Reservation: The Complex Web.
Reservation, something we have heard about so much that now every second person you meet gives an expert opinion on the issue. It was something that was started way back in the early 50s initially as a means to let the weaker and previously maligned sections of the society receive equal opportunities as the people who had been born in privilege. To anyone who may not be aware of it, it is a sort of affirmative action for the minorities. It has been a controversial for decades now and there seems to be no end in sight to the ever raging debate. The debate peaked in 1992 as a result of which the Supreme Court of India had to put a cap on reservation at 50%. The states then found a few loopholes and there are many states across India now where the reservation numbers lie north of the 50% mark.
The question to ask now is why is the reservation system still needed in our country? There are two possible answers, it is and it’s not. Both the answers come with their own merits and demerits which I won’t really discuss since they are pretty popular on social media but I would like to talk more about this system and the principle it is based on is more complicated than we think it is.
“Equal Opportunity but not equal results” This is the principle that all reservations are based on. What is difficult to understand is that when does an opportunity become a result? I will try and explain. Consider you wish to be a doctor and for that you have to pursue MBBS. It is pretty obvious that in order to do that you must get admission in an MBBS college. The thing is admission in MBBS colleges is considered an opportunity by our system rather than a result of the entrance exam. All the minority students who appear for the exam will have a lower cut off since they must be given the opportunity to pursue MBBS. Whether or not they manage to pass all the years and end up with the degree is up to them and there is no reservation in exams which make you qualify from MBBS. After this if you wish to pursue a master’s course, you must again appear for an entrance examination and again we get the whole process of giving all the students an equal opportunity to pursue a Post Graduate course which is why there is reservation in those exams as well. This is how the system works, the thing that we don’t understand well enough is that every opportunity arrives as a result of a previous result.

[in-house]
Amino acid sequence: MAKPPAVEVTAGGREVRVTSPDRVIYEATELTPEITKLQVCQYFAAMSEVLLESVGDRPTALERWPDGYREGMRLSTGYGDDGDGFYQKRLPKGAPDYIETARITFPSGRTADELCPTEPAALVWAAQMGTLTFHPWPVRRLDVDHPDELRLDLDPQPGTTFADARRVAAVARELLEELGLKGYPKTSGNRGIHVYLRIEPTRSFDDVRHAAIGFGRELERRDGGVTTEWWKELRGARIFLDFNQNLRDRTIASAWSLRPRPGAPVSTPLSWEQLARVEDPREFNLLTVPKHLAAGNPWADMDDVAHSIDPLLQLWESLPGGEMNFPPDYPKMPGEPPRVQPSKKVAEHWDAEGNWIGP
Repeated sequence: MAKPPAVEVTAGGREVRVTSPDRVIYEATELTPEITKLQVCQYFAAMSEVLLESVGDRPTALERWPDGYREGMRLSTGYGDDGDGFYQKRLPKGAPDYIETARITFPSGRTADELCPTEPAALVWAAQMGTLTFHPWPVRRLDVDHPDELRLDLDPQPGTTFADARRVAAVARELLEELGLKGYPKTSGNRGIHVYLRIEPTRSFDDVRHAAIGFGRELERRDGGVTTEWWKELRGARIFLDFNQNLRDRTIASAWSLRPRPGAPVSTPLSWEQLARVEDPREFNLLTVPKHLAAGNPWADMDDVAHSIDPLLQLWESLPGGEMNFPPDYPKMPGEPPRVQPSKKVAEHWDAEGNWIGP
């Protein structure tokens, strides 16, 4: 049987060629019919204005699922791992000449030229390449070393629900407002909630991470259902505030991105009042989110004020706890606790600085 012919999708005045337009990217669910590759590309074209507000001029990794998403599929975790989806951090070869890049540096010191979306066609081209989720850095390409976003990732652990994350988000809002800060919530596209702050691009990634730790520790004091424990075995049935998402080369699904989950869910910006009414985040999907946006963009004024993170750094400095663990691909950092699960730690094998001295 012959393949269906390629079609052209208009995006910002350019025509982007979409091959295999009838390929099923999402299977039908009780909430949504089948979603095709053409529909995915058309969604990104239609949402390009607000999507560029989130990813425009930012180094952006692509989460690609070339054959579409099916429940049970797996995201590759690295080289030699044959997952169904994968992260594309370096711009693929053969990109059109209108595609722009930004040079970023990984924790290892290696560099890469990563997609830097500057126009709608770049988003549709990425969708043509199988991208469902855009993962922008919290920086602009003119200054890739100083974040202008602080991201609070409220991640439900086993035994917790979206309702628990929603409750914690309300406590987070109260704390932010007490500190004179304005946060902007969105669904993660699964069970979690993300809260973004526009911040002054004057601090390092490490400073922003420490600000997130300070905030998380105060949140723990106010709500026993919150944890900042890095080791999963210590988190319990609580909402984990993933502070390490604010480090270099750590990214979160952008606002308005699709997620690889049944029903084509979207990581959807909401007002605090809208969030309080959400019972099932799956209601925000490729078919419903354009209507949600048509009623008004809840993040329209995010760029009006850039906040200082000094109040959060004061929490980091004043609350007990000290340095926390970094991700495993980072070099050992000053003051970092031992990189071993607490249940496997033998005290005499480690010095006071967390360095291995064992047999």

The anguish that students feel when this happens is understandable. It is very hard to accept the fact that a person who got 60% marks less than you is going to be a part of your dream college and you are not. This is obviously hard to understand but I still don’t have any idea on how we can improve the system. Some suggest we should move from a caste based reservation an economic based one but that ignores the people who have to face casteism in their day to day life and tries to belittle the rampant casteism prevalent in India today.
It is also true that reservation has become a political tool for politicians, wherein you have communities willing to vote for any party which grants them some reservation in educational or governmental institutes. It is something which continues to exist even though we can see so many faults in it. The problem is if we take it to one extreme we would end deciding how many babies a family can have based on their caste and if we go to the other extreme, we will have people who are ill-treated and downtrodden by casteism having no chance to change their life. It is truly a moral dilemma which we face. What would you do if you were in power? What would your course action be? Suggestions are always welcome.